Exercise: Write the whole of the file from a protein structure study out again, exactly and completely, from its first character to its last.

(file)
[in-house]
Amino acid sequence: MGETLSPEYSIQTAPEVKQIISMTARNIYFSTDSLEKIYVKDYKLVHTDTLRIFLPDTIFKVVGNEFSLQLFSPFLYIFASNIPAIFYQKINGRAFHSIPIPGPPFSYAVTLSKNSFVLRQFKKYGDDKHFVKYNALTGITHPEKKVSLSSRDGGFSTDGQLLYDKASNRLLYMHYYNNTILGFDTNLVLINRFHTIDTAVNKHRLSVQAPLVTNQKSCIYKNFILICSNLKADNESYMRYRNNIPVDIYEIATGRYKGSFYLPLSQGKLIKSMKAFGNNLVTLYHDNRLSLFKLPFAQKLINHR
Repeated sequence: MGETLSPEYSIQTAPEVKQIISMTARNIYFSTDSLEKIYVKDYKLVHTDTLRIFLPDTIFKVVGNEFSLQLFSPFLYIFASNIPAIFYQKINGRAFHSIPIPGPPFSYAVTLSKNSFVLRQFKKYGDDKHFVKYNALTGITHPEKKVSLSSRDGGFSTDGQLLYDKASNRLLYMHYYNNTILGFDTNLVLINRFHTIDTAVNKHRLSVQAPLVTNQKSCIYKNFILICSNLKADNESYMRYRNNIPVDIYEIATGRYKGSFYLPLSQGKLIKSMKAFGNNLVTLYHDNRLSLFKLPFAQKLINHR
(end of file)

[in-house]
Amino acid sequence: MGETLSPEYSIQTAPEVKQIISMTARNIYFSTDSLEKIYVKDYKLVHTDTLRIFLPDTIFKVVGNEFSLQLFSPFLYIFASNIPAIFYQKINGRAFHSIPIPGPPFSYAVTLSKNSFVLRQFKKYGDDKHFVKYNALTGITHPEKKVSLSSRDGGFSTDGQLLYDKASNRLLYMHYYNNTILGFDTNLVLINRFHTIDTAVNKHRLSVQAPLVTNQKSCIYKNFILICSNLKADNESYMRYRNNIPVDIYEIATGRYKGSFYLPLSQGKLIKSMKAFGNNLVTLYHDNRLSLFKLPFAQKLINHR
Repeated sequence: MGETLSPEYSIQTAPEVKQIISMTARNIYFSTDSLEKIYVKDYKLVHTDTLRIFLPDTIFKVVGNEFSLQLFSPFLYIFASNIPAIFYQKINGRAFHSIPIPGPPFSYAVTLSKNSFVLRQFKKYGDDKHFVKYNALTGITHPEKKVSLSSRDGGFSTDGQLLYDKASNRLLYMHYYNNTILGFDTNLVLINRFHTIDTAVNKHRLSVQAPLVTNQKSCIYKNFILICSNLKADNESYMRYRNNIPVDIYEIATGRYKGSFYLPLSQGKLIKSMKAFGNNLVTLYHDNRLSLFKLPFAQKLINHR